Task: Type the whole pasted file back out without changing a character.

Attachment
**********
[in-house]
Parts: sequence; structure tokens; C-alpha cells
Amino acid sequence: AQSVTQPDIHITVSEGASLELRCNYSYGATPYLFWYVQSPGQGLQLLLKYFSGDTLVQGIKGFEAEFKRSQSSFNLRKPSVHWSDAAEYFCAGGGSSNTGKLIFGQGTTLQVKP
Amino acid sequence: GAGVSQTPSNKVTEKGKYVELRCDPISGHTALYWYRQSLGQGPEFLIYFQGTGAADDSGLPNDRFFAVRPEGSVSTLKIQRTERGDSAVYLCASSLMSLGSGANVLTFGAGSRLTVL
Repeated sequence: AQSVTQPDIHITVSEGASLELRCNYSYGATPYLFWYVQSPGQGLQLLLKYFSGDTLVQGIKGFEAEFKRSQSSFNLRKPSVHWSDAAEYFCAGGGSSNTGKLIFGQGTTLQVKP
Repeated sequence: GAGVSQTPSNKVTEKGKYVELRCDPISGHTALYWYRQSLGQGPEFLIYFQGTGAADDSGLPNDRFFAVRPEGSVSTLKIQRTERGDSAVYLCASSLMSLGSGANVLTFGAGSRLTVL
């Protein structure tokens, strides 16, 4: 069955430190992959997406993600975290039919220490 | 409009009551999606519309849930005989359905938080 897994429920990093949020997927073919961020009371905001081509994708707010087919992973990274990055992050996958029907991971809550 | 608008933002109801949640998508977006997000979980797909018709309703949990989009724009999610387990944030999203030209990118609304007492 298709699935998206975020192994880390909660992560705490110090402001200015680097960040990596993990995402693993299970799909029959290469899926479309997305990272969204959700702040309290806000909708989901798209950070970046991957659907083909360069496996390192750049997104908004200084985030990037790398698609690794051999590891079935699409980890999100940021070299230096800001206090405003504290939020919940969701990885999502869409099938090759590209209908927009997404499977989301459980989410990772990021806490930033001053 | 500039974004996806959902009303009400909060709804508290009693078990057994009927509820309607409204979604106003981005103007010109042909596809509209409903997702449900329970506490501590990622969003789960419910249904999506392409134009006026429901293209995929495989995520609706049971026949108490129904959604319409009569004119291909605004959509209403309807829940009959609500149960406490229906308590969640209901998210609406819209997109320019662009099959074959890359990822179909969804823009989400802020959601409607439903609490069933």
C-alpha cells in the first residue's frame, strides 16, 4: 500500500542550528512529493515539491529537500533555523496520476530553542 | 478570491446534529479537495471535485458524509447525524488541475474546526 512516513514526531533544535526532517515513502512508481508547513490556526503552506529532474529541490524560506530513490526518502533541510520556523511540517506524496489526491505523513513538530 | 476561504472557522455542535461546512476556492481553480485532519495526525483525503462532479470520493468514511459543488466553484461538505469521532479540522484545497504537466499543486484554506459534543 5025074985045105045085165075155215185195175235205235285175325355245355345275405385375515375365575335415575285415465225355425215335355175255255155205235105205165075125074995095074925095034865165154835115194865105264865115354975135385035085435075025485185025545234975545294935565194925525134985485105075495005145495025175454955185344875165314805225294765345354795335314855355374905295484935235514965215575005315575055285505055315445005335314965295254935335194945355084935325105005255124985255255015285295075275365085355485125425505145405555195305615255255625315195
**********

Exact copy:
[in-house]
Parts: sequence; structure tokens; C-alpha cells
Amino acid sequence: AQSVTQPDIHITVSEGASLELRCNYSYGATPYLFWYVQSPGQGLQLLLKYFSGDTLVQGIKGFEAEFKRSQSSFNLRKPSVHWSDAAEYFCAGGGSSNTGKLIFGQGTTLQVKP
Amino acid sequence: GAGVSQTPSNKVTEKGKYVELRCDPISGHTALYWYRQSLGQGPEFLIYFQGTGAADDSGLPNDRFFAVRPEGSVSTLKIQRTERGDSAVYLCASSLMSLGSGANVLTFGAGSRLTVL
Repeated sequence: AQSVTQPDIHITVSEGASLELRCNYSYGATPYLFWYVQSPGQGLQLLLKYFSGDTLVQGIKGFEAEFKRSQSSFNLRKPSVHWSDAAEYFCAGGGSSNTGKLIFGQGTTLQVKP
Repeated sequence: GAGVSQTPSNKVTEKGKYVELRCDPISGHTALYWYRQSLGQGPEFLIYFQGTGAADDSGLPNDRFFAVRPEGSVSTLKIQRTERGDSAVYLCASSLMSLGSGANVLTFGAGSRLTVL
């Protein structure tokens, strides 16, 4: 069955430190992959997406993600975290039919220490 | 409009009551999606519309849930005989359905938080 897994429920990093949020997927073919961020009371905001081509994708707010087919992973990274990055992050996958029907991971809550 | 608008933002109801949640998508977006997000979980797909018709309703949990989009724009999610387990944030999203030209990118609304007492 298709699935998206975020192994880390909660992560705490110090402001200015680097960040990596993990995402693993299970799909029959290469899926479309997305990272969204959700702040309290806000909708989901798209950070970046991957659907083909360069496996390192750049997104908004200084985030990037790398698609690794051999590891079935699409980890999100940021070299230096800001206090405003504290939020919940969701990885999502869409099938090759590209209908927009997404499977989301459980989410990772990021806490930033001053 | 500039974004996806959902009303009400909060709804508290009693078990057994009927509820309607409204979604106003981005103007010109042909596809509209409903997702449900329970506490501590990622969003789960419910249904999506392409134009006026429901293209995929495989995520609706049971026949108490129904959604319409009569004119291909605004959509209403309807829940009959609500149960406490229906308590969640209901998210609406819209997109320019662009099959074959890359990822179909969804823009989400802020959601409607439903609490069933």
C-alpha cells in the first residue's frame, strides 16, 4: 500500500542550528512529493515539491529537500533555523496520476530553542 | 478570491446534529479537495471535485458524509447525524488541475474546526 512516513514526531533544535526532517515513502512508481508547513490556526503552506529532474529541490524560506530513490526518502533541510520556523511540517506524496489526491505523513513538530 | 476561504472557522455542535461546512476556492481553480485532519495526525483525503462532479470520493468514511459543488466553484461538505469521532479540522484545497504537466499543486484554506459534543 5025074985045105045085165075155215185195175235205235285175325355245355345275405385375515375365575335415575285415465225355425215335355175255255155205235105205165075125074995095074925095034865165154835115194865105264865115354975135385035085435075025485185025545234975545294935565194925525134985485105075495005145495025175454955185344875165314805225294765345354795335314855355374905295484935235514965215575005315575055285505055315445005335314965295254935335194945355084935325105005255124985255255015285295075275365085355485125425505145405555195305615255255625315195